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UK Prime Minister Calls For Snap Election; European Reaction to the UK Snap Election. Aired 2-3p ET
Aired April 18, 2017 - 14:00 ET
THIS IS A RUSH TRANSCRIPT. THIS COPY MAY NOT BE IN ITS FINAL FORM AND MAY BE UPDATED.
[14:00:00] CHRISTIANE AMANPOUR, CNN HOST: Tonight, Britain's Prime Minister Theresa May makes a dramatic U-turn with a surprise call for a
snap general election. Will it give her the strong hand she wants for Britain's Brexit negotiations or will it lead opposition parties to band
together and refine Brexit terms.
I'm live from the Houses of Parliament with top level reaction from the British government, from the opposition Labour Party and we'll have the
view from Europe.
Plus, could Brexit lead to Frexit? Our special report from France as the race tightens in the battle to become the country's next president.
Good evening, everyone. Welcome to the program. I am Christiane Amanpour at the British Parliament here in London. And in the middle of the most
important negotiations in Britain's history on leaving the EU, the Prime Minister wants to hold a snap general election on June 8.
Theresa May made that shock announcement today just a short walk from here outside Number 10 Downing Street.
(BEGIN VIDEO CLIP)
THERESA MAY, BRITISH PRIME MINISTER: Division in Westminster will risk our ability to make a success of Brexit and it will cause damaging uncertainty
and instability to the country. So, we need a general election and we need one now.
Because we have, at this moment, a one-off chance to get this done, while the European Union agrees its negotiating position and before the detailed
(END VIDEO CLIP)
AMANPOUR: Now, the opposition parties say they will back a snap election, but they're also calling it an opportunistic political move.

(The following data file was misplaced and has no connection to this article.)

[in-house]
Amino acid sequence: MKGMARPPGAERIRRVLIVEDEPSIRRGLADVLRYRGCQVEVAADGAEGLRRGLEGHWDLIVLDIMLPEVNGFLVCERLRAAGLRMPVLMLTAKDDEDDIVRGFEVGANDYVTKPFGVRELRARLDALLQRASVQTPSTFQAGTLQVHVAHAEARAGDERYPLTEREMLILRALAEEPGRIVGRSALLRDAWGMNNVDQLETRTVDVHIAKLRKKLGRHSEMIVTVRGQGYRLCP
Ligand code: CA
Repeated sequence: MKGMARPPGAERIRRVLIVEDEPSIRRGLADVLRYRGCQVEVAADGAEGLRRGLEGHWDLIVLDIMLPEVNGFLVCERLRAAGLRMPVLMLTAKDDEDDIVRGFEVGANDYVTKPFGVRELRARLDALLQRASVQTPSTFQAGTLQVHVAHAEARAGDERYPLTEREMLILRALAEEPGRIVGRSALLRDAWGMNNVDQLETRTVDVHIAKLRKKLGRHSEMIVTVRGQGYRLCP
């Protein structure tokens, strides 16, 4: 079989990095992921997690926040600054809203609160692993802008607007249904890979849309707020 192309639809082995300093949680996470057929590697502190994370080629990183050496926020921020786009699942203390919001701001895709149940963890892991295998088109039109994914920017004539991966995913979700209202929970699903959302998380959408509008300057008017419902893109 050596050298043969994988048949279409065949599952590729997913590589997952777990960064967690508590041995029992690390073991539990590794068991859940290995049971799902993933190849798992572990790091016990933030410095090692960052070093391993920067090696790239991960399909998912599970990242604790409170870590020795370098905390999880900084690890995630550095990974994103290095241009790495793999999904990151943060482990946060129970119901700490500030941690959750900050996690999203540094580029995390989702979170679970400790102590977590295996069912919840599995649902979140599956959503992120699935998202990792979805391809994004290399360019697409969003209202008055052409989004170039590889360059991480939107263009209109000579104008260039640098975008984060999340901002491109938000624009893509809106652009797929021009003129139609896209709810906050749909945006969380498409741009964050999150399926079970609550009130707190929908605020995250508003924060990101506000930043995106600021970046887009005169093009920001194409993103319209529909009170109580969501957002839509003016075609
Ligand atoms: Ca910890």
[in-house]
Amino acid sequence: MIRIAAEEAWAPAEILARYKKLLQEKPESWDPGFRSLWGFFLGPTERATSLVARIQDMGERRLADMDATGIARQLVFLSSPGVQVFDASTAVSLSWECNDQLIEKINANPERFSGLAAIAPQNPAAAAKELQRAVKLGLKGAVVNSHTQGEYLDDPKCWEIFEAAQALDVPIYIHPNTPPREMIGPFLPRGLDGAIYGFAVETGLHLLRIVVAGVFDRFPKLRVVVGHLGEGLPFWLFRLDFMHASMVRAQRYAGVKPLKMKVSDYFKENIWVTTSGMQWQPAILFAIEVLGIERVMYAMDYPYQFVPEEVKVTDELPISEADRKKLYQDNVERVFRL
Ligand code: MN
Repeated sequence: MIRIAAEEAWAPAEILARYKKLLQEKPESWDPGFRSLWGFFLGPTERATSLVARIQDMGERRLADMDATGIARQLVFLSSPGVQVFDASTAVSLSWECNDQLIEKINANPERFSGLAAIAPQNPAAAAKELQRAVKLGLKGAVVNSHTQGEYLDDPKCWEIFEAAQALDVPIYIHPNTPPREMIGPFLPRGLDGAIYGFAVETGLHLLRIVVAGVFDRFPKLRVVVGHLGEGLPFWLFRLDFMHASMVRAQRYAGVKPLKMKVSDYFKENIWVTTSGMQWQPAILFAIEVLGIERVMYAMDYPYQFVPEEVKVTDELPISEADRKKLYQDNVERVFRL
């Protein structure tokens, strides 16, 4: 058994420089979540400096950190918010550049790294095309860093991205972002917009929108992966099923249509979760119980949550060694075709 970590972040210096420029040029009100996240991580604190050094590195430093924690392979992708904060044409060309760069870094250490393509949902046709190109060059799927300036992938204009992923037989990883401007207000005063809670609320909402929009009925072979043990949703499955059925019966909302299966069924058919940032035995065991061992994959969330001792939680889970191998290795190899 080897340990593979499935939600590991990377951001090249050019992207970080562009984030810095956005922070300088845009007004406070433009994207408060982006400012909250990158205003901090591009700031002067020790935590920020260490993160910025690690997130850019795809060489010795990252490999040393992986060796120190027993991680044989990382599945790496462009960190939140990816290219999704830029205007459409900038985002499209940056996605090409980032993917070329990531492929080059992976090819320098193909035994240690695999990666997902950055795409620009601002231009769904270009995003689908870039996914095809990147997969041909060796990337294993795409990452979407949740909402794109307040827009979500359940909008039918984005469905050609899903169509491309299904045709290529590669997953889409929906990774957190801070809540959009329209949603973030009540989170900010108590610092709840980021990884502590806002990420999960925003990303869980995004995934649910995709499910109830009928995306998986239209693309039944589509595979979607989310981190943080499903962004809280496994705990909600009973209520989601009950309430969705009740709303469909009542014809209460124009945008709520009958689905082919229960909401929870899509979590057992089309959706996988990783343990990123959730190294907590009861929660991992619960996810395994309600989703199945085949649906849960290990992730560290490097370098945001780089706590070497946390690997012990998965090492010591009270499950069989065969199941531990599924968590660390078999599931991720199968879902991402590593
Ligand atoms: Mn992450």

Here's the Scottish First Minister Nicola Sturgeon.
(BEGIN VIDEO CLIP)
NICOLA STURGEON, SCOTTISH FIRST MINISTER: It's very clear that the prime minister's announcement today is one all about the narrow interests of her
own party, not the interest of the country overall.
Clearly, she sees the opportunity, given the total disarray in the ranks of the Labour Party, to crush all opposition to her, to get rid of people that
disagree with her and to give herself a free hand to take the country in the increasingly right wing direction that she wants to take it in.
(END VIDEO CLIP)
AMANPOUR: So, it will be another European election in tumultuous times. It will come just a month after France will have decided on its new leader.
Prime Minister May had repeatedly insisted that she would not hold such a snap election, but perhaps the opportunity to crush her weakened opposition
may have left its mark.
We're joined now by Sir Malcolm Rifkind, a former British defense and foreign secretary to talk about exactly what's on the horizon.
Welcome to the program.
SIR MALCOLM RIFKIND, FORMER BRITISH DEFENSE AND FOREIGN SECRETARY: Thank you very much.